Audi’s A1 is the smallest car in the German marque’s extensive vehicle line up and is one of its most accessible, offering a neat hatchback with the quality and features Audi has been known for, at a price that’s not atrociously high.
First introduced in 2010, the A1 has gone through a fairly linear evolution over the past eight years, offering a refined and modernised look and high-performance models. The latest A1 Sportback brings a hefty design overhaul to turn a rather stylish hatchback into a much more aggressive and sportier-looking machine.
The more rounded lines of the older A1 models have been replaced by some seriously sharp angles, with the new A1 sporting an aggressive-looking font with angular intakes and front grille, and full LED headlights that look like the eyes of an angry Transformer staring down the road ahead.
Three intakes sit above the grille to funnel air into the engine, and are designed to convey the idea that this is a car that’s been inspired by Audi’s Quattro rally cars as opposed to fashionable city superminis.
The hood also has some sharp lines, while the wheel arches are flared to suggest this is a car that wants to be thrown around corners rather than cruise along side streets.
This sportier look also is something we’ve seen with the Q3 and Q8 SUVs that have been refreshed this year, so we’re not surprised to see that design language get pushed down to the new A1.
A bit more eyebrow-raising are the color schemes Audi has opted for. There are 10 options, ranging from classic white and red to slate grey, dark green and bright yellow and blue.
You can mix and match all manner of configurations depending on the trim level (currently available in standard SE, Sport, and higher-end S-line guises) and the edition. One option is to have a Turbo Blue A1 with white alloys, which is a bit in-your-face, but we did like the Tioman Green color with burnished gold coloured alloys, which are a lot more tasteful then they sound.
The different trims offer other small variations in exterior styling as well, like replacing the traditional chrome Audi logo and model name accents with smokey black versions. Audi has also killed off the three-door A1, with only the five-door Sportback variant on offer.
Overall, the new A1 looks significantly different to its predecessor. Some might find the sportier and aggressive sayings too ostentatious while people who like hot hatches are likely to fire admiring glances at the new A1.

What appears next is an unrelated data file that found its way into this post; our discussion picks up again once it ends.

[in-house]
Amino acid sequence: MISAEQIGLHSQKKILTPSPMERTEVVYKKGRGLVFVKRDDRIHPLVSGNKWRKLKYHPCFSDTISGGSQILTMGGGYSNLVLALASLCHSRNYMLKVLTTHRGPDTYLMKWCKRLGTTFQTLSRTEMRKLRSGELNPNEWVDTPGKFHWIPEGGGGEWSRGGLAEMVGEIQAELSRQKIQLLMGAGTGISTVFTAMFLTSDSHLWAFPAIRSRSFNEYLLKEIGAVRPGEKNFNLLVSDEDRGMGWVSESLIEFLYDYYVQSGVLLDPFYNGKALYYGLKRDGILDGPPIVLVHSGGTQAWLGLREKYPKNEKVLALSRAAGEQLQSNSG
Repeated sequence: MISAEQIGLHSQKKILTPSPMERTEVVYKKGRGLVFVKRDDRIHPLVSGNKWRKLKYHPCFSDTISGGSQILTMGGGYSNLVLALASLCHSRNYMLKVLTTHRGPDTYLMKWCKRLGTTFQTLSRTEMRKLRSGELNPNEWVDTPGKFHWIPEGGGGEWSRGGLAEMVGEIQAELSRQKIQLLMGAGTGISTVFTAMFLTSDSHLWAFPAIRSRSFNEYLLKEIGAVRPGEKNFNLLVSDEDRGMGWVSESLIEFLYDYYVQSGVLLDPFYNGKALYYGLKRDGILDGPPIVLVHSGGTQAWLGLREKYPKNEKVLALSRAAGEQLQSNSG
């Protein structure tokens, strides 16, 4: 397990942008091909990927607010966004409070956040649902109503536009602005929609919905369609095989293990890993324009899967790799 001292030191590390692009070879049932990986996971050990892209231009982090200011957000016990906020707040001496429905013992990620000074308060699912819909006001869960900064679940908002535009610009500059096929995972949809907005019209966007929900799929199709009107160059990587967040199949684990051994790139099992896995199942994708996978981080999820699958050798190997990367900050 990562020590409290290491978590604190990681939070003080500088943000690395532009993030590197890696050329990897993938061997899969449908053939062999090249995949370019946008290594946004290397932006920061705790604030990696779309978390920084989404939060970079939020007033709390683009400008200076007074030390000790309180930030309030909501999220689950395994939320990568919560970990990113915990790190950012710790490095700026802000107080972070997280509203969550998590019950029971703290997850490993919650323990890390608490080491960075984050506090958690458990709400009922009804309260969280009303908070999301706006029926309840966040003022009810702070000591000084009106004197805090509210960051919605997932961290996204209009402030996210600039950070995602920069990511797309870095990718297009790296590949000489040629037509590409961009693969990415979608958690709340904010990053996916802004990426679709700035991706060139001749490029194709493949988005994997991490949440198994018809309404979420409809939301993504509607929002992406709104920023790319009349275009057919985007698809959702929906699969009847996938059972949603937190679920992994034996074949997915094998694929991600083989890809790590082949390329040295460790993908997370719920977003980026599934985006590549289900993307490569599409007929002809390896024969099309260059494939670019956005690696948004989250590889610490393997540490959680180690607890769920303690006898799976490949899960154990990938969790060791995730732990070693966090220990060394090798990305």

The new A1’s sporty design gets toned down a bit when moving to the inside. Granted, a lot of the controls are angled towards the driver to give it that ‘driver-oriented’ feel, but everything else feels more like a traditional 2018 Audi setup.
That’s to say the cabin is stuffed full of tech. Audi’s excellent digital instrument cluster comes as standard, which offers a 10.25in digital dashboard and 8.8in touchscreen infotainment unit.
The latter has a neat user interface and haptic feedback when using the centre console to adjust everything from navigation and radio stations through to driver assistance systems and the car’s handling.
You’ll need to fork out an extra £1,600 (about $2,000, AU$3,000) to get the ‘Technology’ package, which offers Audi’s full Virtual Cockpit, delivering a 10.1in infotainment display and a higher-resolution digital dashboard that a joy to glance at given it offers more information options like the ability to select a detailed 3D navigation map at the touch of a button on the steering wheel, as well as other info like car performance and active driver assistance systems.
Speaking of which, there’s a suite of driver assistance systems. Some come as standard, such as lane departure warnings, while others are optional extras like rear parking sensors and cruise control.
All assistance features, and indeed the rest of Audi’s tech, work very well, but that’s expected as Audi has been a frontrunner in car tech for some time. Don’t go expecting any fancy autonomous parking though; such clever tech is reserved for much more expensive Audis.
You might be getting the impression that a lot of A1 features are optional extras. And you’d be right as they are, and that’s particularly true of the interior luxuries.
Various trim, seat and other interior options only come with Sport and S-Line models, or are costly extras for the SE model, such as the £150 (about $200, AU$300) LED lighting pack.
One thing prospective A1 owners really should go for however is the ‘Comfort and Sound’ pack, which is a £995 (about $1,300, AU$1,800) option for the Sport and S-Line A1s, as it offers a Bang & Olufsen 3D sound system. With 11 speakers and an output of 560 watts, the system is genuinely impressive, delivering that clean and crisp sound B&O is known for.